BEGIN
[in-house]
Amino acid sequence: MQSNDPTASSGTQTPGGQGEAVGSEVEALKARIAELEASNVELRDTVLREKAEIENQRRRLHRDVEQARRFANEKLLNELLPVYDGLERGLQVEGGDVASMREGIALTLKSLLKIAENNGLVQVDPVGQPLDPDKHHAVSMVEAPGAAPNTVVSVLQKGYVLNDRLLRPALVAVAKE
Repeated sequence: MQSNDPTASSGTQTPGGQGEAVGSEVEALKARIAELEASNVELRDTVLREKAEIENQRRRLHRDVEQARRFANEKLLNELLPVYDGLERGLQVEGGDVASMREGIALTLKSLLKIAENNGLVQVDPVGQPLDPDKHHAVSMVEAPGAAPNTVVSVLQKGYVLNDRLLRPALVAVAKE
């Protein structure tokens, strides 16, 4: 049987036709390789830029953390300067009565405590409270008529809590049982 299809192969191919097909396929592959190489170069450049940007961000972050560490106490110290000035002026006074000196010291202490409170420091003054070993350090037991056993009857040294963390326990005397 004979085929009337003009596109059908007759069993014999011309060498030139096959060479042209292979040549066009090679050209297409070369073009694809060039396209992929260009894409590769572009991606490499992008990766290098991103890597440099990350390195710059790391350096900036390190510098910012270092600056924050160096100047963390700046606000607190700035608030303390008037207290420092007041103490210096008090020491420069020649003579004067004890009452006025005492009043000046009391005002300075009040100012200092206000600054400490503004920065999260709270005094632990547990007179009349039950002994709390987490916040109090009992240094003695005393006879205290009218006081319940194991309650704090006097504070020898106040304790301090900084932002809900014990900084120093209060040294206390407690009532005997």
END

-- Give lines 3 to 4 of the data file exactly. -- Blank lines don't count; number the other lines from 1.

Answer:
Repeated sequence: MQSNDPTASSGTQTPGGQGEAVGSEVEALKARIAELEASNVELRDTVLREKAEIENQRRRLHRDVEQARRFANEKLLNELLPVYDGLERGLQVEGGDVASMREGIALTLKSLLKIAENNGLVQVDPVGQPLDPDKHHAVSMVEAPGAAPNTVVSVLQKGYVLNDRLLRPALVAVAKE
């Protein structure tokens, strides 16, 4: 049987036709390789830029953390300067009565405590409270008529809590049982 299809192969191919097909396929592959190489170069450049940007961000972050560490106490110290000035002026006074000196010291202490409170420091003054070993350090037991056993009857040294963390326990005397 004979085929009337003009596109059908007759069993014999011309060498030139096959060479042209292979040549066009090679050209297409070369073009694809060039396209992929260009894409590769572009991606490499992008990766290098991103890597440099990350390195710059790391350096900036390190510098910012270092600056924050160096100047963390700046606000607190700035608030303390008037207290420092007041103490210096008090020491420069020649003579004067004890009452006025005492009043000046009391005002300075009040100012200092206000600054400490503004920065999260709270005094632990547990007179009349039950002994709390987490916040109090009992240094003695005393006879205290009218006081319940194991309650704090006097504070020898106040304790301090900084932002809900014990900084120093209060040294206390407690009532005997």